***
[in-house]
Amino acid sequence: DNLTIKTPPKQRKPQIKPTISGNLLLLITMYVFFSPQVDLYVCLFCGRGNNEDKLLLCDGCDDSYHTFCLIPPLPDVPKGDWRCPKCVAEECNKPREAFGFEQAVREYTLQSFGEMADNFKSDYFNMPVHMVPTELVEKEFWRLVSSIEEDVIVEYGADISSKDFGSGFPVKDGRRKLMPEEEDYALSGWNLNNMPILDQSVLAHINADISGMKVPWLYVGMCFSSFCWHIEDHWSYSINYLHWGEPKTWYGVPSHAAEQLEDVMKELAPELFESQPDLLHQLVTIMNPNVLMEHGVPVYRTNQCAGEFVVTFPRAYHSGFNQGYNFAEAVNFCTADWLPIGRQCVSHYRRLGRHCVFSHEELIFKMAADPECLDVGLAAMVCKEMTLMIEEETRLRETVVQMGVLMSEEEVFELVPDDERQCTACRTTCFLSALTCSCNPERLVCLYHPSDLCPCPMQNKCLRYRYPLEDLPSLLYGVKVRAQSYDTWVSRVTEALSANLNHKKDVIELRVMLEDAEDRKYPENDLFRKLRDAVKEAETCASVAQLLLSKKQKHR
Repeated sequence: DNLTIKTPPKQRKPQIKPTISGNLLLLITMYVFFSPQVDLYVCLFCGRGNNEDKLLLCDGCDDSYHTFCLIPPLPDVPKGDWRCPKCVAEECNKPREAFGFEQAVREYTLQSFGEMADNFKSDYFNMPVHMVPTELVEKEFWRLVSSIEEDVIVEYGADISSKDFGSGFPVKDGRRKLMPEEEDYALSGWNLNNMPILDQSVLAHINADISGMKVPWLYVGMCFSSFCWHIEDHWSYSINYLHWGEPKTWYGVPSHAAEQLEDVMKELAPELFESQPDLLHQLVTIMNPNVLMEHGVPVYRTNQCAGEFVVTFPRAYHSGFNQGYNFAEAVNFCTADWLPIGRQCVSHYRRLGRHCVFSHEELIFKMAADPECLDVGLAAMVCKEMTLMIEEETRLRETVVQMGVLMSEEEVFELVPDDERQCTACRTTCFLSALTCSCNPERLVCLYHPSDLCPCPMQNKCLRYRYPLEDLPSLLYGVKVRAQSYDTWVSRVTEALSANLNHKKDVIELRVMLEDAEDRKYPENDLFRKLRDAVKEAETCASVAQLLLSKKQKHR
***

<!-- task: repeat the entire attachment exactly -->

[in-house]
Amino acid sequence: DNLTIKTPPKQRKPQIKPTISGNLLLLITMYVFFSPQVDLYVCLFCGRGNNEDKLLLCDGCDDSYHTFCLIPPLPDVPKGDWRCPKCVAEECNKPREAFGFEQAVREYTLQSFGEMADNFKSDYFNMPVHMVPTELVEKEFWRLVSSIEEDVIVEYGADISSKDFGSGFPVKDGRRKLMPEEEDYALSGWNLNNMPILDQSVLAHINADISGMKVPWLYVGMCFSSFCWHIEDHWSYSINYLHWGEPKTWYGVPSHAAEQLEDVMKELAPELFESQPDLLHQLVTIMNPNVLMEHGVPVYRTNQCAGEFVVTFPRAYHSGFNQGYNFAEAVNFCTADWLPIGRQCVSHYRRLGRHCVFSHEELIFKMAADPECLDVGLAAMVCKEMTLMIEEETRLRETVVQMGVLMSEEEVFELVPDDERQCTACRTTCFLSALTCSCNPERLVCLYHPSDLCPCPMQNKCLRYRYPLEDLPSLLYGVKVRAQSYDTWVSRVTEALSANLNHKKDVIELRVMLEDAEDRKYPENDLFRKLRDAVKEAETCASVAQLLLSKKQKHR
Repeated sequence: DNLTIKTPPKQRKPQIKPTISGNLLLLITMYVFFSPQVDLYVCLFCGRGNNEDKLLLCDGCDDSYHTFCLIPPLPDVPKGDWRCPKCVAEECNKPREAFGFEQAVREYTLQSFGEMADNFKSDYFNMPVHMVPTELVEKEFWRLVSSIEEDVIVEYGADISSKDFGSGFPVKDGRRKLMPEEEDYALSGWNLNNMPILDQSVLAHINADISGMKVPWLYVGMCFSSFCWHIEDHWSYSINYLHWGEPKTWYGVPSHAAEQLEDVMKELAPELFESQPDLLHQLVTIMNPNVLMEHGVPVYRTNQCAGEFVVTFPRAYHSGFNQGYNFAEAVNFCTADWLPIGRQCVSHYRRLGRHCVFSHEELIFKMAADPECLDVGLAAMVCKEMTLMIEEETRLRETVVQMGVLMSEEEVFELVPDDERQCTACRTTCFLSALTCSCNPERLVCLYHPSDLCPCPMQNKCLRYRYPLEDLPSLLYGVKVRAQSYDTWVSRVTEALSANLNHKKDVIELRVMLEDAEDRKYPENDLFRKLRDAVKEAETCASVAQLLLSKKQKHR